31 October, 2012
Tales from the Multiculture: exceptional interpretation duties
During the course of my duties I am sometimes called upon to provide ad hoc translation services. The English-language skills of the East Europeans who now form the backbone of the capital's bar staff, particularly in the centre, are often excellent. If deceptively so. In my experience, their professional repertoire, ie the language they need to do their job, is well-honed. Outside that immediate professional vocabulary they frequently struggle. As they do when faced with unfamiliar dialects of English.
But it was the particular permutation of participants that made yesterday's experience so surreal. The person behind the bar was not, for once, a Pole, but an Albanian. She copes well with the Gorblimey Lord Lovaduck Sarf London accent and the more recently imported Nigerian English accent. But her customer defeated her comprehension skills. A Black lady with a broad Yorkshire accent.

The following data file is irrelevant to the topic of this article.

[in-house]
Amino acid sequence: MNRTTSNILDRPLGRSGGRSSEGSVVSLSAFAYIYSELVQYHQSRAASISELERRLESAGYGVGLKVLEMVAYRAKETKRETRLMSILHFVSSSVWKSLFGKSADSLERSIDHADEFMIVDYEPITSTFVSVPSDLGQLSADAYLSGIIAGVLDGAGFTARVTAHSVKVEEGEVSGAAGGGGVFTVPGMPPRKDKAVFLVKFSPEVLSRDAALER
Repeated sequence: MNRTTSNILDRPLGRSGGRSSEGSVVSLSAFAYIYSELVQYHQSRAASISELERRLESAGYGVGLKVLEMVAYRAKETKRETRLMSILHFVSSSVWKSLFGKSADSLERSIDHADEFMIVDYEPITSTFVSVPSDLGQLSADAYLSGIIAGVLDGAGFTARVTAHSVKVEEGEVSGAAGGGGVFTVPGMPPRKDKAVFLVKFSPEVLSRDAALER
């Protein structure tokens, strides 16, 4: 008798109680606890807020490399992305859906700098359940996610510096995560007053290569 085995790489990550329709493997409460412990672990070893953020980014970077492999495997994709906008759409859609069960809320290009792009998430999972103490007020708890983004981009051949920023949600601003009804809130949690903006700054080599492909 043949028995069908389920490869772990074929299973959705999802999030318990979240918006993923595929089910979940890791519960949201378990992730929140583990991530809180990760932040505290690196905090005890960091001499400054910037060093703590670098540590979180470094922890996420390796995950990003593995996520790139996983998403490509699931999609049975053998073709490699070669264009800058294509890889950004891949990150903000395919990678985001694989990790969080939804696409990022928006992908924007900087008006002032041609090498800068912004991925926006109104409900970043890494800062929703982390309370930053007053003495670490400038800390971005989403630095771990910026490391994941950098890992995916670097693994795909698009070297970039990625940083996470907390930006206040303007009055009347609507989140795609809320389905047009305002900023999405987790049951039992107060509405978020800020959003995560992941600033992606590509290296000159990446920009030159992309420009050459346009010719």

Older readers may remember the comic Charlie Williams. Charlie's shtick was gently mocking observational comedy, often about race relations, delivered in the Eebahgum Bugger Me 'Ell As Like Tha Knaws accent he grew up with in South Yorkshire. The comedy lay in the incongruity of a Black man in the 1970s speaking in an accent like that and about homely and familiar subjects — being so jarringly on both sides of that particular fence at once.
This customer had an accent very much like Charlie's and was probably of a similar West Indian or mixed-race heritage. And yet, even 40 years after Charlie's comedy heyday, even in the depths of multiracial London, the incongruity still stood out and it was difficult to suppress an impolite chuckle.
It certainly flummoxed the Albanian manageress, I tell thee.